In Island Melanesia, ti are regarded as sacred by various Austronesian-speaking peoples and are used in rituals for protection, divination, and fertility. Among the Kwaio people, red ti are associated with feuding and vengeance, while green ti are associated with ancestor spirits, markers of sacred groves, and wards against evil. The Kwaio cultivate these varieties around their communities. Among the Maenge people of New Britain, ti leaves are worn as everyday skirts by women. The color and size of leaves can vary by personal preference and fashion. New cultivars with different colors are traded regularly and strands of ti are grown near the village. Red leaves can only worn by women past puberty. Ti is also the most important plant in magic and healing rituals of the Maenge. Some ti cultivars are associated with supernatural spirits and have names and folklore around them. In Vanuatu, Cordyline leaves, known locally by the Bislama name nanggaria, are worn tucked into a belt in traditional dances like Māʻuluʻulu, with different varieties having particular symbolic meanings. Cordylines are often planted outside nakamal buildings. In Fiji, red ti leaves are used as skirts for dancers and are used in rituals dedicated to the spirits of the dead. They are also planted around ceremonial buildings used for initiation rituals.
In Micronesia, ti leaves are buried under newly built houses in Pohnpei to ward of malign sorcery. In instances of an unknown death, shamans in Micronesia communicate with the dead spirit through ti plants, naming various causes of death until the plant trembles. There is also archaeological evidence that the rhizomes of the plants were eaten in the past in Guam prior to the Latte Period.
In Polynesia, green ti were cultivated widely for food and religious purposes. They are commonly planted around homes, in sacred places (including marae and heiau), and in grave sites. The leaves are also carried as a charm when traveling and the leaves are used in rituals that communicate with the species. Like in Southeast Asia, they are widely believed to protect against evil spirits and bad luck; as well as having the ability to host spirits of dead people, as well as nature spirits.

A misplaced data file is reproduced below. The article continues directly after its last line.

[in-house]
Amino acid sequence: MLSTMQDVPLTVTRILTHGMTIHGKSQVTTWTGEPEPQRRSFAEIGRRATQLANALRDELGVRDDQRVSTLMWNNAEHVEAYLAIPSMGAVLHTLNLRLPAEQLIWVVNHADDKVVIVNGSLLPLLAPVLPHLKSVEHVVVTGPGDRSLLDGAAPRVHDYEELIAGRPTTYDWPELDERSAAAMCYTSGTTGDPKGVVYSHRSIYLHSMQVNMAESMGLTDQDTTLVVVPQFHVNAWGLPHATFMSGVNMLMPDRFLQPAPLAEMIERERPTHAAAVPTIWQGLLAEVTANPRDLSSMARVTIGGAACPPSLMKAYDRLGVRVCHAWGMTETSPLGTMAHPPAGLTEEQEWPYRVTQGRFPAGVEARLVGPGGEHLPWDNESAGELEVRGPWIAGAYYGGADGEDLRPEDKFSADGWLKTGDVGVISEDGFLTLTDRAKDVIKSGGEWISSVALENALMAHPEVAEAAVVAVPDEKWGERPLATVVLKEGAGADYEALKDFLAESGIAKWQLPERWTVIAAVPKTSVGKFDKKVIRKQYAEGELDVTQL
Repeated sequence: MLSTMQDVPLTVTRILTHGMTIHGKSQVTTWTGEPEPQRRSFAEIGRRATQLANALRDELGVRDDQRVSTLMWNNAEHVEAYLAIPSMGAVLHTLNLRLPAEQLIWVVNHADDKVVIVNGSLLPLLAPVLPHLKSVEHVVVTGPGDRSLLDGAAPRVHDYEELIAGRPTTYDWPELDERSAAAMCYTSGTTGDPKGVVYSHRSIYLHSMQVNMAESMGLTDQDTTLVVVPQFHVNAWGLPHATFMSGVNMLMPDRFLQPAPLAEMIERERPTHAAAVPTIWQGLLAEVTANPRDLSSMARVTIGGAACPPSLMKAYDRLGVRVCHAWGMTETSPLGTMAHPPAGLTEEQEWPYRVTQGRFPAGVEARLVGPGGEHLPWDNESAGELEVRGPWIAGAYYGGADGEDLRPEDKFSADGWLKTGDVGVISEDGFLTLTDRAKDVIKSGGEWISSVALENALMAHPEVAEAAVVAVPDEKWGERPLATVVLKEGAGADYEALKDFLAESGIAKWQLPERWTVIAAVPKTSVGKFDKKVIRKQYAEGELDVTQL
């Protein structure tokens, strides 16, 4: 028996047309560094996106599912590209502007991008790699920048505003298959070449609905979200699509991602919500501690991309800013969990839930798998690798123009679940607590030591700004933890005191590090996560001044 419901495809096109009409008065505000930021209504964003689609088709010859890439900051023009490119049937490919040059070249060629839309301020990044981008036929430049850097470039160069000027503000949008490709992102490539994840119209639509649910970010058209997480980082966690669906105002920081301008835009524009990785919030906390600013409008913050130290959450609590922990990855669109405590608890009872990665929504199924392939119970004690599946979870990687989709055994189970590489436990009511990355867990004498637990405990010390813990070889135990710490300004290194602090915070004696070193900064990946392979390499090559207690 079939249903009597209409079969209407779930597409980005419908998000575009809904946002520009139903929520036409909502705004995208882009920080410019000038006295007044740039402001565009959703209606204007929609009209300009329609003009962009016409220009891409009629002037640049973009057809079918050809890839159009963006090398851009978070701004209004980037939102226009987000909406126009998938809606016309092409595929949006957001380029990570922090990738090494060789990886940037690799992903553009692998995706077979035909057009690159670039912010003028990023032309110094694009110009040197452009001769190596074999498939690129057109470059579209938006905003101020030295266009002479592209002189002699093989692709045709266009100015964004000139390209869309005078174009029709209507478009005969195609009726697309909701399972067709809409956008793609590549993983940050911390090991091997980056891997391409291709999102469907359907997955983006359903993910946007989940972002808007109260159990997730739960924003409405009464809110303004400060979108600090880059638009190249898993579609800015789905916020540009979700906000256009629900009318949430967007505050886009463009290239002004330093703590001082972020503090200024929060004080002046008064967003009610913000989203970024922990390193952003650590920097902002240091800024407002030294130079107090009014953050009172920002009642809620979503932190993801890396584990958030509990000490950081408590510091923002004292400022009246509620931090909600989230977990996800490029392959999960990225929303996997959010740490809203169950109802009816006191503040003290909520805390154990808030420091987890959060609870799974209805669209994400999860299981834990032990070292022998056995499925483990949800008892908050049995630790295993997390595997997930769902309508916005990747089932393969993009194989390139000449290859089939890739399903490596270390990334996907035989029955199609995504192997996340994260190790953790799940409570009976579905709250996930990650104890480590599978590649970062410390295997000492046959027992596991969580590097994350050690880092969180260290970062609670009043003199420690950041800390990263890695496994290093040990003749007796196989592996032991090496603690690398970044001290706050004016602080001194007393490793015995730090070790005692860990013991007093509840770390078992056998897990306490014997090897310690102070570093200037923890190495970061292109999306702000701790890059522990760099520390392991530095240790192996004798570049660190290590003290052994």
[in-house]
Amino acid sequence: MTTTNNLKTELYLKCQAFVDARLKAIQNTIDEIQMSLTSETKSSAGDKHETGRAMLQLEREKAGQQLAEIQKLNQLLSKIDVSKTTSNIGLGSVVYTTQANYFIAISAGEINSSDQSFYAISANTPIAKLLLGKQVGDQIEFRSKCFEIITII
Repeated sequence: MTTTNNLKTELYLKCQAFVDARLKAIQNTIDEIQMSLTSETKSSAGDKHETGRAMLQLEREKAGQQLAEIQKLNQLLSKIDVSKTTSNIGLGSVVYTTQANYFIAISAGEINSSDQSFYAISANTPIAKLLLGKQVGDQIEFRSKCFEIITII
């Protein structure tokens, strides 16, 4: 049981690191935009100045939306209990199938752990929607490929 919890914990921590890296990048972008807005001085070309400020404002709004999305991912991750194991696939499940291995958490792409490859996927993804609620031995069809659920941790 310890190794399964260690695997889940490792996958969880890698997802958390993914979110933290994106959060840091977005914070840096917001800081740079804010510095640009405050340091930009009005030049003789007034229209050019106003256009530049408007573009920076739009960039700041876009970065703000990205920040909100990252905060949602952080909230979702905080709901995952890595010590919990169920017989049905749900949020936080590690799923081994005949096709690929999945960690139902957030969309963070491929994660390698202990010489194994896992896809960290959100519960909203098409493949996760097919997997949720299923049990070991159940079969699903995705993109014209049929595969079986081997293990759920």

In ancient Hawaiʻi the plant was thought to have great spiritual power; only kahuna (shamans) and aliʻi (chiefs) were able to wear leaves around their necks during certain ritual activities. Ti was sacred to the god of fertility and agriculture Lono, and the goddess of the forest and the hula dance, Laka. Ti leaves were also used to make lei, and to outline borders between properties it was also planted at the corners of the home to keep evil spirits away. To this day some Hawaiians plant tī near their houses to bring good luck. The leaves are also used for lava sledding. A number of leaves are lashed together and people ride down hills on them. The leaves were also used to make items of clothing including skirts worn in dance performances. The Hawaiian hula skirt is a dense skirt with an opaque layer of at least fifty green leaves and the bottom (top of the leaves) shaved flat. The Tongan dance dress, the sisi, is an apron of about 20 leaves, worn over a tupenu, and decorated with some yellow or red leaves.
In Aotearoa, certain place names are derived from the use and folklore of ti, like Puketī Forest and Temuka. The ti plants in Kaingaroa are known as nga tī whakāwe o Kaingaroa ("the phantom trees of Kaingaroa"), based on the legend of two women who were turned into ti plants and seemingly follow people traveling through the area.
In Polynesia, the leaves of the green-leafed form are used to wrap food, line earth ovens and fermentation pits of breadfruit, and their rhizomes harvested and processed into a sweet molasses-like pulp eaten like candy or used to produce a honey-like liquid used in various sweet treats. In Hawaii, the roots are also be mixed with water and fermented into an alcoholic beverage known as okolehao. Fibers extracted from leaves are also used in cordage and in making bird traps. The consumption of ti as food, regarded as a sacred plant and thus was originally taboo, is believed to have been a daring innovation of Polynesian cultures as a response to famine conditions. The lifting of the taboo is believed to be tied to the development of the firewalking ritual.